Mr. Singer: Gotcha. Yeah, Ms. Sundberg and I have dreams about offering a bioinformatics class; whether or not that will actually happen is to be determined! But I agree that it would be amazing to have some upper-level interdisciplinary computer-science courses, because after CS3, you guys would know enough to be able to do that. You said you were working on some Python on your own already; how have you found learning Python, having taken CS1?
Anna: It was a lot easier than I expected. Because the computer-science courses here are really advanced, they prepare you well for other languages. I already understand the basics, so learning a new language is just like translating what I already know.
Mr. Singer: Good! The hope is that the skills you learn in CS1 and CS2 will let you take on any code base in any language, because we spend so much time talking about problem solving and less about specific languages. Like you said, coding is just a tool for problem solving! So what else would you tell incoming students about the CS program here?
Anna: I would tell them that it's not easy! But you have so many resources around you, and everyone is really supportive. So just don't be afraid to ask questions.
Mr. Singer: Yes, that's certainly the intent: we’ll always answer questions. Speaking of which, any questions for me?
Anna: Hmm, how has the CS curriculum changed over your years here and why?
Mr. Singer: Okay, so this is my fifth year teaching CS1 here. Interestingly, when I came to Commonwealth, they were already teaching DrRacket in CS1, but there wasn't as much of an emphasis on the systematic problem solving that you referred to. So I overhauled that class to focus on program design, and I overhauled CS2 to be a more direct extension of CS1, just moving from DrRacket to Java. And then in CS3 and CS4, we learn all new things. I don't actually know what CS3 was before, but now it's a theory class all about connecting CS and math. And CS4 used to be an independent-study course, but now we're designing programming languages in DrRacket.
Basically, the CS classes get increasingly complex, and you get to see the design choices that go into making programming languages, which will help you better understand how they work, because they’re your main tools as a computer scientist. You learn to ask more intelligent questions about what programming languages do, for what purpose, and why. So that is the story of the CS curriculum. It all comes full circle.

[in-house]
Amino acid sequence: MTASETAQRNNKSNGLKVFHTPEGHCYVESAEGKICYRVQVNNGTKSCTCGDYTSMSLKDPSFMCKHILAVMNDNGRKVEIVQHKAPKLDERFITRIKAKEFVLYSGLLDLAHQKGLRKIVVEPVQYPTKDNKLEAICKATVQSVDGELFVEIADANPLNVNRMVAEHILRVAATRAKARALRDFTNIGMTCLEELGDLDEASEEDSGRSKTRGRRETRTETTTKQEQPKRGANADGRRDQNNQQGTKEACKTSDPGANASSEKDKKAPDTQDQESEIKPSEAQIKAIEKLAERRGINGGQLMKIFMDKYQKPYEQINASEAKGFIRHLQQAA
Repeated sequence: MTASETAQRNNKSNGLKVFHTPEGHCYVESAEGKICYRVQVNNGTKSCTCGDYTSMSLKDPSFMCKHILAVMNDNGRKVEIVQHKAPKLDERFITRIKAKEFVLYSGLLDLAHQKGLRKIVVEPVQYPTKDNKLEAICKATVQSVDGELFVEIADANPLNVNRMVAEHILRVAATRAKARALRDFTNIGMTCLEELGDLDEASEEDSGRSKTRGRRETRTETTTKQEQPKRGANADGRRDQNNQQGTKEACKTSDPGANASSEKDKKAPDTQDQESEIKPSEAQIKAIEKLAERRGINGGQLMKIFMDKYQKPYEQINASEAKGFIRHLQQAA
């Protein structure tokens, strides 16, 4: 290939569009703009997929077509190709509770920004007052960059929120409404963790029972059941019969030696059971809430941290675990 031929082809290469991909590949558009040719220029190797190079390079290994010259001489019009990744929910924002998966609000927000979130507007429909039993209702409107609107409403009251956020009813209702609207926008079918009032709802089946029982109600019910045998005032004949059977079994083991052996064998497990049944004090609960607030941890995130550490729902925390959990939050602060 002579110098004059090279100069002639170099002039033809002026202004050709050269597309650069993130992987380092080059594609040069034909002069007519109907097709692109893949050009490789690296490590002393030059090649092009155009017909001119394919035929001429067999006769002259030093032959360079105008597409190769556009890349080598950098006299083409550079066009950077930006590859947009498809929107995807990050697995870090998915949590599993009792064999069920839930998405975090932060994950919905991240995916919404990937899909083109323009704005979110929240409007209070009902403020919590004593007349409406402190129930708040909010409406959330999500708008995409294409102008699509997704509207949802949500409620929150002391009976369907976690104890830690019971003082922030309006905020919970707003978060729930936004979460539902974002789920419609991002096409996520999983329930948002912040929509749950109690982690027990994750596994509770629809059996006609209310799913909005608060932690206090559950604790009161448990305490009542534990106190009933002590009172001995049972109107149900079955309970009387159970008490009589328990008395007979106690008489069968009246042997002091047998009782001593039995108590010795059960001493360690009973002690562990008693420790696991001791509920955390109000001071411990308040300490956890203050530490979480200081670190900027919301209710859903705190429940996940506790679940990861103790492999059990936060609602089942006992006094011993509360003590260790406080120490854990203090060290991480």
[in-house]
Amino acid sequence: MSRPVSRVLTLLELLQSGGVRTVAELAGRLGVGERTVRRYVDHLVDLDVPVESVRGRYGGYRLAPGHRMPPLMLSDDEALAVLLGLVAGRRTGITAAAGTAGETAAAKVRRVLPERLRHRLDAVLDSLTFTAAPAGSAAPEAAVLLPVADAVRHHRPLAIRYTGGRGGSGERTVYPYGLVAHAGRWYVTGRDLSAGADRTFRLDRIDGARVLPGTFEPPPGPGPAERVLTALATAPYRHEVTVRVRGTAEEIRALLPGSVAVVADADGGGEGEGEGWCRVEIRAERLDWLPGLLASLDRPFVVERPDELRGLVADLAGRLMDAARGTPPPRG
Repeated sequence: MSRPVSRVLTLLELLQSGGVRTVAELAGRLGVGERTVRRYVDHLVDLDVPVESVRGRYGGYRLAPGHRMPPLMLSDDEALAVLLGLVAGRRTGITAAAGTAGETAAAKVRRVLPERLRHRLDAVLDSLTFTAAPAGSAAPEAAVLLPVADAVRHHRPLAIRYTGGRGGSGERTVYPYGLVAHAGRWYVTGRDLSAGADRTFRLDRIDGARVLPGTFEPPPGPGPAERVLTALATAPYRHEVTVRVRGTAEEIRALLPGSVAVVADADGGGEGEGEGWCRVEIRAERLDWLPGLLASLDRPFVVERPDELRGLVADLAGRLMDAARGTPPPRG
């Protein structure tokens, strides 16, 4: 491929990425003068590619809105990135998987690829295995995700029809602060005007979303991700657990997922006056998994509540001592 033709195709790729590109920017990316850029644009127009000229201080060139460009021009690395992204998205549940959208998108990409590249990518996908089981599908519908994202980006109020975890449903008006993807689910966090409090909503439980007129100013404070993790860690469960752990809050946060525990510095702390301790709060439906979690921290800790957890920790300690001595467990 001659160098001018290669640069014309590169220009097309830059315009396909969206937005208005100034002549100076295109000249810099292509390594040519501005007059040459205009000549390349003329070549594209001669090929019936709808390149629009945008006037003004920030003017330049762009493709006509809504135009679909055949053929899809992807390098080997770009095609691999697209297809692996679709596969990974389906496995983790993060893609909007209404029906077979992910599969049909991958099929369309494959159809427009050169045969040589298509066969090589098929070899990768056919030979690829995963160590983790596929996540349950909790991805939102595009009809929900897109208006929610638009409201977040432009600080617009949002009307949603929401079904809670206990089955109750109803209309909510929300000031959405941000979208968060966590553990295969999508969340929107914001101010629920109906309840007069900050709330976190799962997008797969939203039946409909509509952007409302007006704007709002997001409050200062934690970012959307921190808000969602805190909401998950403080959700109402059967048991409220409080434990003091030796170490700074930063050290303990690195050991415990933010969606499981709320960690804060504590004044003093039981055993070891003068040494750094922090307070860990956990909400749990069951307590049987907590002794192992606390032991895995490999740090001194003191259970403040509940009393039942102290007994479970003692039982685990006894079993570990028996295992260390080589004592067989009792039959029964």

Anna: That makes sense. Do you think that having more exposure to how the design works helps us think more innovatively?
Mr. Singer: Yes! You were talking about how picking up Python was easy for you. It’s easy because we spend so much time talking about problem solving and designing programs. The language that we use in CS1 is deliberately minimalist, so we can spend more time talking about thinking and relatively little time talking about coding.
Anna: Because coding is really just putting your thinking into a program.
Mr. Singer: Yes!
Anna: Why do you think learning computer science is important?
Mr. Singer: [Pauses] Like you said, learning CS gives us a new way of thinking and knowing how to systematically problem solve. So that's reason number one. Reason number two is that we live in a world with technology all around us, and understanding how to use technology intelligently is a form of literacy. Being computer illiterate today puts up a wall between you and so much of what's going on. So the goal is to empower students to be able to branch out into whatever opportunities they so choose. And as you said, Anna, we can use the problem-solving skills anywhere. So no matter what a student does, I want them to know that programming is a tool they can use, even if they're not making software. A student once told me that the design recipe we learned in CS1 changed the way they do laundry! That's one of my favorite stories. And that's what I want students to really walk away with: knowing how to think better.